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  • By the World Bank’s calculation, 45.7% of the world’s population still lives in a rural area.

  • In the United States, at least 31% of rural residents live more than an hour from a Level I to III trauma center.

  • In one study in a rural area, patients transported directly to the Level I trauma center from the field arrived 1.6 hours after injury, compared to 5.3 hours when patients were first sent to a local hospital that was not a trauma center.

  • Recruiting and retaining emergency medical personnel in rural areas is difficult because of low wages, lack of training opportunities, and the need to cover a broad geographic region.

  • The Rural Trauma Team Development Course of the American College of Surgeons is aimed at small hospitals without surgical capability and only nonsurgical personnel to treat the occasional injured patient.

  • According to the National Highway Traffic Safety Administration, rural fatal crashes account for 61% of all traffic fatalities but only 39% of vehicle miles traveled.

  • Many of the most dangerous occupations are found in rural areas, most notably mining and agriculture.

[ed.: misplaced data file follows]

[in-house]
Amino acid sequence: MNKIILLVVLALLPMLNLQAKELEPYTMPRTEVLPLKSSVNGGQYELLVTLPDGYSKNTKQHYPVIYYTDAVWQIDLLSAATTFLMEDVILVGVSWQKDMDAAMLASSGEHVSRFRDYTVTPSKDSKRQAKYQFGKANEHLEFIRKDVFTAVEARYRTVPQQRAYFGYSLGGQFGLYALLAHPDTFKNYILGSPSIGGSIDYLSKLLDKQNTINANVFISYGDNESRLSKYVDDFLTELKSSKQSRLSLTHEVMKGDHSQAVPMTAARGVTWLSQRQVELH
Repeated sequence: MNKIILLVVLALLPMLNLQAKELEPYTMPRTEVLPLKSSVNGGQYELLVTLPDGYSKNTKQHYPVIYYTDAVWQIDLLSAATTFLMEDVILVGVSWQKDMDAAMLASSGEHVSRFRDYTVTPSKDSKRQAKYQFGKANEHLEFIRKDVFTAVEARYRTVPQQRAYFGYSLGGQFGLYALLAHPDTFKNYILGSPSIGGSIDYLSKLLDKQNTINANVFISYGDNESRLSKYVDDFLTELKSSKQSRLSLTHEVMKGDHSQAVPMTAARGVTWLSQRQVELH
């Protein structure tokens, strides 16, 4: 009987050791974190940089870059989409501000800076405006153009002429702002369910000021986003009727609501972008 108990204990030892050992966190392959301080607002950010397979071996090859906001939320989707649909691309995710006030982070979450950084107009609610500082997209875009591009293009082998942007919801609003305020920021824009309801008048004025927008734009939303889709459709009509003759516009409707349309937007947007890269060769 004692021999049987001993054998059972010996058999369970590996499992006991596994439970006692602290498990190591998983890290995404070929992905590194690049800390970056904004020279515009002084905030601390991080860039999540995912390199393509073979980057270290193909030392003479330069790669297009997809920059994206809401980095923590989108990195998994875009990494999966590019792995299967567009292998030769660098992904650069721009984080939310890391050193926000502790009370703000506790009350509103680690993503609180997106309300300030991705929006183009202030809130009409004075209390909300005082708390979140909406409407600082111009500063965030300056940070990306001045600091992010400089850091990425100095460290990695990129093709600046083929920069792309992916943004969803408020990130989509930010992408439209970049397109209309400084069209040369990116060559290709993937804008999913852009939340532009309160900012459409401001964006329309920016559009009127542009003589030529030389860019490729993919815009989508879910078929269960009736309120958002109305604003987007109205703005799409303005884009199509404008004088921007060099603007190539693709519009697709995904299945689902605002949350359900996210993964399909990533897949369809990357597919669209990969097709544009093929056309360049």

• The percentage of homes that experience a fire and have a working smoke alarm is 41.8% in urban areas but only 20.8% in rural areas.


Injury continues to be a leading cause of death and disability throughout the United States; however, there are significant differences between injuries that occur in rural versus urban settings. Rural environments account for over 85% of the North American land mass and roughly 62.5 million people live in rural areas. Although less than one-fourth of the population lives in rural areas, the population in these regions accounts for a disproportionate number of trauma-related deaths.1-4

There are some key factor differences to consider when dealing with trauma patients in rural locations. They are typically older, less severely injured, and more likely to die at the scene than urban patients. The majority of trauma in rural settings is blunt injury, with fewer penetrating injuries, whereas the reverse is true in some urban locations. Similarly, the fatal crash rate is more than two times higher in rural than urban areas, with a rural rate of approximately 2.4 deaths per 100 million vehicle miles traveled.5-7 The factors leading to these higher injury mortality rates include a lower rate of use of protective devices, greater severity of crashes due to higher speeds, and prolonged discovery time.8-11

Another important geographic disparity in these vulnerable populations is access to rural trauma care.12 Rural may be defined in accordance with census data based on metropolitan areas, in terms of geography and distance, or by virtue of limited resources. In an analysis of the general surgery workforce, Thompson et al13 identified significant differences between communities with a population between 10,000 and 50,000 (large rural) and those with 2500 to 10,000 ...

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